The Nelson A. Rockefeller Center for Public Policy and the Social Sciences

6th Annual New Hampshire State of the State Poll on Politics

Economic Issues, and Social Policies
PRS Briefs
State of the State Polls
PRS Policy Brief 1213-17
May 10, 2013
Download Full Report 

Executive Summary

Nelson A. Rockefeller Center Completes 6th Annual

New Hampshire State of the State Poll

On Politics, Economic Issues, and Social Policies.

Over three-quarters of voters support universal background checks for firearms sales. Voters' views of New Hampshire economy and personal economic future improve. Senator Ayotte unfavorable rating increases by seven percent.

NH voters prioritize building the economy and improving education.

In 2014 U.S. Senate match-ups, Jeanne Shaheen leads Jeb Bradley (47.9% to 25.2%) and Scott Brown (44.2% to 29.5%).

In 2016 presidential match-ups, Hillary Clinton leads Chris Christie (37.1% to 32.3%) and Marco Rubio (44.3% to 33.2%).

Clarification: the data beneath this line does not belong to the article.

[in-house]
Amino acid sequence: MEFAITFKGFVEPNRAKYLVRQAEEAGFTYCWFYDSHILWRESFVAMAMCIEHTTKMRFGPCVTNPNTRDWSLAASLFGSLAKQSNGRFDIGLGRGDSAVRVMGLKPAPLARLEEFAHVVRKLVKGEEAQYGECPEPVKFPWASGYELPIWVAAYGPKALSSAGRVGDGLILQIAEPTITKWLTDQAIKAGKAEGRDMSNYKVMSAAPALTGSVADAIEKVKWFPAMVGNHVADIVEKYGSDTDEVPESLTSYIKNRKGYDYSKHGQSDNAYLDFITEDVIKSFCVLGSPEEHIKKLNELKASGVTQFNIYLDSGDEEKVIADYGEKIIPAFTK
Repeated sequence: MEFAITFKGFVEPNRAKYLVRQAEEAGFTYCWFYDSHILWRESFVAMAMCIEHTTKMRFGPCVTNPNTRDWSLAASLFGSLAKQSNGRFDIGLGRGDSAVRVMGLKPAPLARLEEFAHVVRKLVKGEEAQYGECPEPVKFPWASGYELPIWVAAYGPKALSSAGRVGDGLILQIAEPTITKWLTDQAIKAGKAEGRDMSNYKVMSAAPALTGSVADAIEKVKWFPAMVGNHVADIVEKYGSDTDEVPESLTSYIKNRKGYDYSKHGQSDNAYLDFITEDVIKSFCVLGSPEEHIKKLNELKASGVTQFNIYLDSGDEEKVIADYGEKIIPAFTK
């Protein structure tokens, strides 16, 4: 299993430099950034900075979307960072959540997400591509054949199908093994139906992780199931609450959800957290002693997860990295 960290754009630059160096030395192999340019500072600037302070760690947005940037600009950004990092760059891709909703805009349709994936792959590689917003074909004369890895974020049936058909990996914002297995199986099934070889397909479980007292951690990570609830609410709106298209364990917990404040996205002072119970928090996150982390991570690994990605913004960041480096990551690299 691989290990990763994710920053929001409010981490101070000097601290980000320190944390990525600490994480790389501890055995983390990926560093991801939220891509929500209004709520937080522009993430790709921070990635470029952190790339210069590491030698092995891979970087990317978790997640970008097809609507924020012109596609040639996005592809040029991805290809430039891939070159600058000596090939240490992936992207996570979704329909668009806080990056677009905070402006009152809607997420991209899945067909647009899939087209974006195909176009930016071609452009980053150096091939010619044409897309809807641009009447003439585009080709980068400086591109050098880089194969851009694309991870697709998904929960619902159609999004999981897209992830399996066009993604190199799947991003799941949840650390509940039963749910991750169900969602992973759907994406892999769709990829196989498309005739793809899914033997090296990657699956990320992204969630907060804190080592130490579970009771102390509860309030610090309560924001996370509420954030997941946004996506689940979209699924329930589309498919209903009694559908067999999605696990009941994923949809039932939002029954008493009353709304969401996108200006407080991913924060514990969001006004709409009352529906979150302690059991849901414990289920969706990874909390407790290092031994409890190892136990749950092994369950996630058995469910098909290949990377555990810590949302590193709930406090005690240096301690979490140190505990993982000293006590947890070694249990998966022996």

HANOVER, NH—The Rockefeller Center’s sixth annual State of the State Poll surveyed a sample of New Hampshire registered voters (N=433) to ascertain their opinions on policy issues, elected officials, and the state of the economy in New Hampshire and in the United States. The sample error rate is +/- 4.7 percent at a 95 percent confidence interval. Sample demographics and polling methodology are summarized at the end of this report.
The poll indicates that voters have perceived an improvement in the national economy since last year. Respondents rating the economy as “excellent,” “good,” or “fair” have increased from 53.9 percent last year to 62.3 percent this year. Respondents expressing economic optimism has also increased over last year, although not as significantly as the increase from 2011 to 2012. Respondents who would prefer that state legislators focus primarily on building a strong economy or reducing the property tax burden on residents both fell slightly as the number who wanted the legislature to focus on balancing the state budget or improving education increased. Most respondents continued to believe that the federal deficit should be resolved with a combination of spending cuts and tax increases. President Obama’s job approval rating has increased from 39.2 percent to 44.8 percent over the same period.

The Nelson A. Rockefeller Center for Public Policy and the Social Sciences